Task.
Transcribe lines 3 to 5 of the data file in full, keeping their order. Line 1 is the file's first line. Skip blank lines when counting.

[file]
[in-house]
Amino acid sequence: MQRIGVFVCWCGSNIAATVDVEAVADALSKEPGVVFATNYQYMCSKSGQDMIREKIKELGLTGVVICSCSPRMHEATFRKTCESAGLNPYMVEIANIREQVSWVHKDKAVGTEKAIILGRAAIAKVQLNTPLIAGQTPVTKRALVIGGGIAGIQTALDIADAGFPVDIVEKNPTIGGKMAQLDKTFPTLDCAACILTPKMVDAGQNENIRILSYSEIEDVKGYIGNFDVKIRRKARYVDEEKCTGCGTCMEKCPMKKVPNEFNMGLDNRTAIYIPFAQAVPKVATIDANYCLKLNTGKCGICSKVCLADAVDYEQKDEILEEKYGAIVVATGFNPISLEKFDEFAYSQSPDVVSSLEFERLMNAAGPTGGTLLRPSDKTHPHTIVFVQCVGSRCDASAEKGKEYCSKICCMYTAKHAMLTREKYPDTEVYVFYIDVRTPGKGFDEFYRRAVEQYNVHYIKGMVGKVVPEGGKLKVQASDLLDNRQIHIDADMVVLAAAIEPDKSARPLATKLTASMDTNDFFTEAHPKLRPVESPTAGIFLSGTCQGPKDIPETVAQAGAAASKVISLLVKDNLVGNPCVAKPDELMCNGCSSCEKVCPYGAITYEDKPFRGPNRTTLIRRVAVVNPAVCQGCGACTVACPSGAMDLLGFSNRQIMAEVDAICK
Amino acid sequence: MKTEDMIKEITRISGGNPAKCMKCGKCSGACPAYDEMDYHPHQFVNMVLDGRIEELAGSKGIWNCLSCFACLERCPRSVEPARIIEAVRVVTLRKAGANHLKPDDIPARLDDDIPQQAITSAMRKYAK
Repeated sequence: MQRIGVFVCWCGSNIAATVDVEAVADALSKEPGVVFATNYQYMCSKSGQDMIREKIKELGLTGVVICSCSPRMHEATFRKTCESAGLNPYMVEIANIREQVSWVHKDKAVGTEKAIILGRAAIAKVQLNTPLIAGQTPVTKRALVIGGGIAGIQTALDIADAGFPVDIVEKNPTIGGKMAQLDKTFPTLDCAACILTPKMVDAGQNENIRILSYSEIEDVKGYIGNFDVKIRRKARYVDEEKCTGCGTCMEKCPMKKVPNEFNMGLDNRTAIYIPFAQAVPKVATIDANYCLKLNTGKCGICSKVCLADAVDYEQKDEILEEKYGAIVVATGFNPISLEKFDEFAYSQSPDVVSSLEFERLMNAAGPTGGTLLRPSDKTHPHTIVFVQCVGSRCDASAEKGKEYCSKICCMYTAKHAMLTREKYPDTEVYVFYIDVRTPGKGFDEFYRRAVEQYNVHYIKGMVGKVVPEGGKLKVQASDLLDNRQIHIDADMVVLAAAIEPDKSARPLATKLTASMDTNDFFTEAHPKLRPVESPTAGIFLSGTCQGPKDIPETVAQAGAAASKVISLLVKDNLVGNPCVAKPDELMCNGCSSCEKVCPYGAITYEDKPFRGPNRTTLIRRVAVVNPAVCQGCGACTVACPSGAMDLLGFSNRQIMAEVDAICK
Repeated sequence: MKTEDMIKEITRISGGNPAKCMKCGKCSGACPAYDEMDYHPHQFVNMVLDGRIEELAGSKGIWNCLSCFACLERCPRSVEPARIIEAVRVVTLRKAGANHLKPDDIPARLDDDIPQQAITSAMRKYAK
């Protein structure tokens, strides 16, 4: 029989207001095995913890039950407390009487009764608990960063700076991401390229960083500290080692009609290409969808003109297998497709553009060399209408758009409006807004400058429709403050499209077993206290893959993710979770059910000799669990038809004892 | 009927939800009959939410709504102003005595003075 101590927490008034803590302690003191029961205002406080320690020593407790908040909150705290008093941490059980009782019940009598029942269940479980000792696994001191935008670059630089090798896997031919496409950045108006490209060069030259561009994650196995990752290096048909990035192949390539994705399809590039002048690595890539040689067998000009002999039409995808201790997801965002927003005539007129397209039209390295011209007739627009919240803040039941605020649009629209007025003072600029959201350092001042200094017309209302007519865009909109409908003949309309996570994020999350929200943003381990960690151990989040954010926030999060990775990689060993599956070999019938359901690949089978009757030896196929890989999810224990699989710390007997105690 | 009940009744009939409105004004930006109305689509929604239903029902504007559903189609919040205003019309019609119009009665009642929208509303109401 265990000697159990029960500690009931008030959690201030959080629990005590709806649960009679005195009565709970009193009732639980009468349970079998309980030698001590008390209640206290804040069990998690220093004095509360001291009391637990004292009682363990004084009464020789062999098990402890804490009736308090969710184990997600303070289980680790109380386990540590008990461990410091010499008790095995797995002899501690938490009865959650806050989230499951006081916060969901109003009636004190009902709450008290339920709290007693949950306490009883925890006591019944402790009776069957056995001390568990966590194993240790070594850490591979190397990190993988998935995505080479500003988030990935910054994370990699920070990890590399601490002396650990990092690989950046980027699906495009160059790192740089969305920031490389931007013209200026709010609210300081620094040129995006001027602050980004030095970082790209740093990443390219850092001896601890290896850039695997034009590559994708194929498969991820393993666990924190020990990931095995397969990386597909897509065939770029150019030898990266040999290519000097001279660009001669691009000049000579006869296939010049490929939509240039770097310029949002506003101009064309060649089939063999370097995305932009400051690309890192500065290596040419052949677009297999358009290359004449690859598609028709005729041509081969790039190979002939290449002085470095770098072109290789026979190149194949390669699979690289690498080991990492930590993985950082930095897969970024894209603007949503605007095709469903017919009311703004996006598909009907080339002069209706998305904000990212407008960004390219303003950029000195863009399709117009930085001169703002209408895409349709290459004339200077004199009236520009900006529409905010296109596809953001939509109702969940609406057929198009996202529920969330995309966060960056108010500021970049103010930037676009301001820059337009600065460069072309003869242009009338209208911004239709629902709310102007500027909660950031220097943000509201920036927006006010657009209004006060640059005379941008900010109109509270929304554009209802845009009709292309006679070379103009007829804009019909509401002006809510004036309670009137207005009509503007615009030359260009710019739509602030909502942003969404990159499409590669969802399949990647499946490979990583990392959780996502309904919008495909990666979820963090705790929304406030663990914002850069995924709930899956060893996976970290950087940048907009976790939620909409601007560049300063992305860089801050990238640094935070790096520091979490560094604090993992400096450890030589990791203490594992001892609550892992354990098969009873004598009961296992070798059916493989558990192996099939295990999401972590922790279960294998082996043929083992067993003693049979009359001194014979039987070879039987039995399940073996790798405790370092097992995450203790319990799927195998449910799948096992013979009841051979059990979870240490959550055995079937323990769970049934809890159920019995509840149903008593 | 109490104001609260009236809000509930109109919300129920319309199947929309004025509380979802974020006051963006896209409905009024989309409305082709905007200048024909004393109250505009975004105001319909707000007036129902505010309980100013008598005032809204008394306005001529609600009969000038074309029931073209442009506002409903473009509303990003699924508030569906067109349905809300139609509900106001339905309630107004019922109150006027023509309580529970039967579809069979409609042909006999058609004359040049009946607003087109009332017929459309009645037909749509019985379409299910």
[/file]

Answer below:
Amino acid sequence: MKTEDMIKEITRISGGNPAKCMKCGKCSGACPAYDEMDYHPHQFVNMVLDGRIEELAGSKGIWNCLSCFACLERCPRSVEPARIIEAVRVVTLRKAGANHLKPDDIPARLDDDIPQQAITSAMRKYAK
Repeated sequence: MQRIGVFVCWCGSNIAATVDVEAVADALSKEPGVVFATNYQYMCSKSGQDMIREKIKELGLTGVVICSCSPRMHEATFRKTCESAGLNPYMVEIANIREQVSWVHKDKAVGTEKAIILGRAAIAKVQLNTPLIAGQTPVTKRALVIGGGIAGIQTALDIADAGFPVDIVEKNPTIGGKMAQLDKTFPTLDCAACILTPKMVDAGQNENIRILSYSEIEDVKGYIGNFDVKIRRKARYVDEEKCTGCGTCMEKCPMKKVPNEFNMGLDNRTAIYIPFAQAVPKVATIDANYCLKLNTGKCGICSKVCLADAVDYEQKDEILEEKYGAIVVATGFNPISLEKFDEFAYSQSPDVVSSLEFERLMNAAGPTGGTLLRPSDKTHPHTIVFVQCVGSRCDASAEKGKEYCSKICCMYTAKHAMLTREKYPDTEVYVFYIDVRTPGKGFDEFYRRAVEQYNVHYIKGMVGKVVPEGGKLKVQASDLLDNRQIHIDADMVVLAAAIEPDKSARPLATKLTASMDTNDFFTEAHPKLRPVESPTAGIFLSGTCQGPKDIPETVAQAGAAASKVISLLVKDNLVGNPCVAKPDELMCNGCSSCEKVCPYGAITYEDKPFRGPNRTTLIRRVAVVNPAVCQGCGACTVACPSGAMDLLGFSNRQIMAEVDAICK
Repeated sequence: MKTEDMIKEITRISGGNPAKCMKCGKCSGACPAYDEMDYHPHQFVNMVLDGRIEELAGSKGIWNCLSCFACLERCPRSVEPARIIEAVRVVTLRKAGANHLKPDDIPARLDDDIPQQAITSAMRKYAK